The tenor of the debate changed in 1876. Enough already of of the company collapses and the problems with raising capital. The time had come for some heavy lifting from the Government and so the focus was on the future with rewards for the discovery of new goldfields and also for proving payable quartz veins existed below 800 feet in depth in NSW.

Then there was the positive afterglow resulting from a successful investment in a major NSW gold exhibit at the Centennial Exhibition at Philadelphia in the US.

“Though the result of only a few months labour in collecting and arranging, we have made known to the world that the mineral resources of this Colony are exceptionally great, and have attracted to the Colony visitors from the continent of Europe, some of whom say they had scarcely even heard of such a place as New South Wales until they visited the Philadelphia Exhibition.”

Left: Mines Department Annual Report 1876. Image and content presented here from this report reproduced courtesy of NSW Trade & Resources, Minerals & Energy

Gold returns in 1876 indicate a serious falling off in the yield of our gold mines, from whatever cause or causes it may have arisen.

“No doubt it may to a very great extent be traced to the effects of the long drought which in some localities seriously retarded, and in others put a stop to gold-mining…

“A false opinion that prevailed amongst some of our gold miners that our reefs would not carry gold below certain depths has had the effect of deterring many from deep sinking.

“Except in a very few localities, our quartz veins have not been tested below two or three hundred feet, and in some places to a depth of only a few feet.

“It is hoped that the recent explorations at that depth undertaken in a bid to secure the Government reward for the discovery of payable quartz at a depth of greater than 800 feet will be effective.

“Two companies at Adelong are reported to have reached the required depth, but one of them, owing perhaps to a fault in the vein has not yet found gold. The other, The Great Victoria Company has claimed the reward.”

Section of Harrie Wood’s Gold Summary for 1876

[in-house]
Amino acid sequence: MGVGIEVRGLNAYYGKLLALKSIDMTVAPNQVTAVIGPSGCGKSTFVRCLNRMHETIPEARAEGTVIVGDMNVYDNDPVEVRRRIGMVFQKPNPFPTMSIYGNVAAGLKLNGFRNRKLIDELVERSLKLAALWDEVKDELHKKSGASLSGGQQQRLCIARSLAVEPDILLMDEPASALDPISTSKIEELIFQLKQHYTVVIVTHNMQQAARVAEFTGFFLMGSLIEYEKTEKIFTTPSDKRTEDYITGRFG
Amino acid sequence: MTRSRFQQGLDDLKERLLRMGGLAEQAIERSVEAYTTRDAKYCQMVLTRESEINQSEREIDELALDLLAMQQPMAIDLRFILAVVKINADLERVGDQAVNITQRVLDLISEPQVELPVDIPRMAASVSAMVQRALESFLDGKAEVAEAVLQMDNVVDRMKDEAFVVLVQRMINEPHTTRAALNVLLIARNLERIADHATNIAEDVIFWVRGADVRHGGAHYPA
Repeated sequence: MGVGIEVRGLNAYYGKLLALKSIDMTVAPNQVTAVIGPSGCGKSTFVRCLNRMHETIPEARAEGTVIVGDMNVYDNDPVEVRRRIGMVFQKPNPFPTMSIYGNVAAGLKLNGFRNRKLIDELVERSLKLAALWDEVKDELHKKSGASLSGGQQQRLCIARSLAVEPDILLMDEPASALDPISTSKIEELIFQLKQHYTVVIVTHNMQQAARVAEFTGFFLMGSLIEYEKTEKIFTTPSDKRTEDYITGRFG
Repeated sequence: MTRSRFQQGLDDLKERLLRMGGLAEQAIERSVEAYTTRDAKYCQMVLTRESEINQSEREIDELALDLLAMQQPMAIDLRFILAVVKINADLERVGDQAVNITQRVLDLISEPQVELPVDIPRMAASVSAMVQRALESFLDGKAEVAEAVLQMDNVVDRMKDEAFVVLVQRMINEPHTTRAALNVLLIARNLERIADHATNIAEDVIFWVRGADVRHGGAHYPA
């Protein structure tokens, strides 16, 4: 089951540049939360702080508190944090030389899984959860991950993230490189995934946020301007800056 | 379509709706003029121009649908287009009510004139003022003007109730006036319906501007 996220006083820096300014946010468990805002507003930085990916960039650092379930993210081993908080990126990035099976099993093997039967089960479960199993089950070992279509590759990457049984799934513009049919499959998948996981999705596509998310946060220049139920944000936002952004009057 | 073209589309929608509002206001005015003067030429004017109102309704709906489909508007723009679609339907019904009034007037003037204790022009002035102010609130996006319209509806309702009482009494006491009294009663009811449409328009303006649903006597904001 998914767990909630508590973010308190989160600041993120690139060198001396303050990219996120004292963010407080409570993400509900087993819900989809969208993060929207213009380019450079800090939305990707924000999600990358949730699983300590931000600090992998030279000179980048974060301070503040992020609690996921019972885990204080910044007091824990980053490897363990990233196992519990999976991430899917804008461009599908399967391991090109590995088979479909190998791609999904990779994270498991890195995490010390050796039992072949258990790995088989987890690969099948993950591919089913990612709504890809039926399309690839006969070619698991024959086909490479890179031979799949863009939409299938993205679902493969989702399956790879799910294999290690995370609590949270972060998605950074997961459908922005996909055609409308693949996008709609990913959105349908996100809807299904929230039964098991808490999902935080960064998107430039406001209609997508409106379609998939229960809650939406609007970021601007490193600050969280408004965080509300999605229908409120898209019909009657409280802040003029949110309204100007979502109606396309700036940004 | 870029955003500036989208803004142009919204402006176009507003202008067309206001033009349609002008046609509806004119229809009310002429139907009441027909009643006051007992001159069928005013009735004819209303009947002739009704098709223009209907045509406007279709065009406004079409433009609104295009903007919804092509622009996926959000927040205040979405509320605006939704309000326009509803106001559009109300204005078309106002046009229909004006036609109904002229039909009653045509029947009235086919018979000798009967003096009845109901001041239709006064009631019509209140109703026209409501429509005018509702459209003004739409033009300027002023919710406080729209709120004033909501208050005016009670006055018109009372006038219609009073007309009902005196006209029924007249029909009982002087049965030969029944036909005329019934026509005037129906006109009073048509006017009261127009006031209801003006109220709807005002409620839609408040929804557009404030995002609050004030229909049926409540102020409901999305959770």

In the second annual report of the new Mines Department created in August 1874, there is significant focus on the extent to which the new department is getting through the backlog of outstanding leasing claims and much more talk of future prospects – especially once the drought breaks.

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BATHURST DISTRICT – Bathurst, Oberon, Rockley, Trunkey And Tuena Divisions

The news from the Bathurst District fields was not good for gold, with the drought which was then 2 years on having a very major impact.

An interesting note in the report is that “Copper mining is more favourably looked upon by capitalists, and I have no doubt many good mines will be found in the districts of Tuena, Rockley, and Bathurst.”

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BATHURST DISTRICT – Orange and Carcoar Divisions

Nor was the news from the Carcoar and Orange Divisions very promising – at least as far as gold was concerned.

“I have no doubt that this year will prove copper mining in the Carcoar district to be highly successful and have great hopes that I will be able to give a better account of gold in my next annual report.”

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Tambaroora, Hill End and Turon Mining District

A feature of the report from Hawkins Hill are the comments from the warden about how crucial the need to amalgamate companies was for the field’s future.

Owing to the very small size of the claims and the fact that at deeper levels the veins would angle out of the company’s lease area, there was no incentive for even the famous claims to invest in deeper sinking and chase after the government reward for proving payable gold below the 800 foot level.

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Mudgee District

The news from Mudgee was not too cheery that year. The general feeling was that the best of the Gulgong alluvial field was worked out at the current depths of sinking, but that a positive future still awaited mining if additional investment was forthcoming.

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Lachlan District

Unfortunately the Lachlan and Adelong Districts report in the annual report are of poor print quality and not amenable to translation into text. An article from the Sydney media on the Lachlan field in mid 1876 gives a good overview of proceedings in that gold district.

Elsewhere on the fields, developments as noted above were underway at Adelong in relation to the deep sinking of its shafts to below the 800 foot level. A map of the field from the annual report is shown below.

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